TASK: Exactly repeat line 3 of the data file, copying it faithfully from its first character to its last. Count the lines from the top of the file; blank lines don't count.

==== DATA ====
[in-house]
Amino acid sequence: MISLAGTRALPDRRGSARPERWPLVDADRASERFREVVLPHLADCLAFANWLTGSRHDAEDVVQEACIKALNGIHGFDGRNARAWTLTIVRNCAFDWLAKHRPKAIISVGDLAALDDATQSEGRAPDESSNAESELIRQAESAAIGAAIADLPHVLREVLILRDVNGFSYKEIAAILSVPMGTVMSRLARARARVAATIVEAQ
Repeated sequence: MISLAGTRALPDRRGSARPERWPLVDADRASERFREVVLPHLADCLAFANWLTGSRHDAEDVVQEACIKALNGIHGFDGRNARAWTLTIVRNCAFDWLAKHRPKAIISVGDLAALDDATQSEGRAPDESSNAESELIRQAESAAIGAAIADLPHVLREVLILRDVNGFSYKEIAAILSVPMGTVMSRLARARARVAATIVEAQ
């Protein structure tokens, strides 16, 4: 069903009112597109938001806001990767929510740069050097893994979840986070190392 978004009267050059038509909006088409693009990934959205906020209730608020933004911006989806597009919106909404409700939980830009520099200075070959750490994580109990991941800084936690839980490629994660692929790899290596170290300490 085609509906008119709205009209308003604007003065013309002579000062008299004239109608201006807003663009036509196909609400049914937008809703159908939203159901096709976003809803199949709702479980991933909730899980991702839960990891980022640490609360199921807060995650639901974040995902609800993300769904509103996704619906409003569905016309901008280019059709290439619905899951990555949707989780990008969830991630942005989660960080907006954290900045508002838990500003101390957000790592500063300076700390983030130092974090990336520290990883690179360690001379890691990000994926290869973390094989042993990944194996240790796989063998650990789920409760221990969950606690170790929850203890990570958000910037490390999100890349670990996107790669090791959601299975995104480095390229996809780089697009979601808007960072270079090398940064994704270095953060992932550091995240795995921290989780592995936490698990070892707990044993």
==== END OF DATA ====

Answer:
Repeated sequence: MISLAGTRALPDRRGSARPERWPLVDADRASERFREVVLPHLADCLAFANWLTGSRHDAEDVVQEACIKALNGIHGFDGRNARAWTLTIVRNCAFDWLAKHRPKAIISVGDLAALDDATQSEGRAPDESSNAESELIRQAESAAIGAAIADLPHVLREVLILRDVNGFSYKEIAAILSVPMGTVMSRLARARARVAATIVEAQ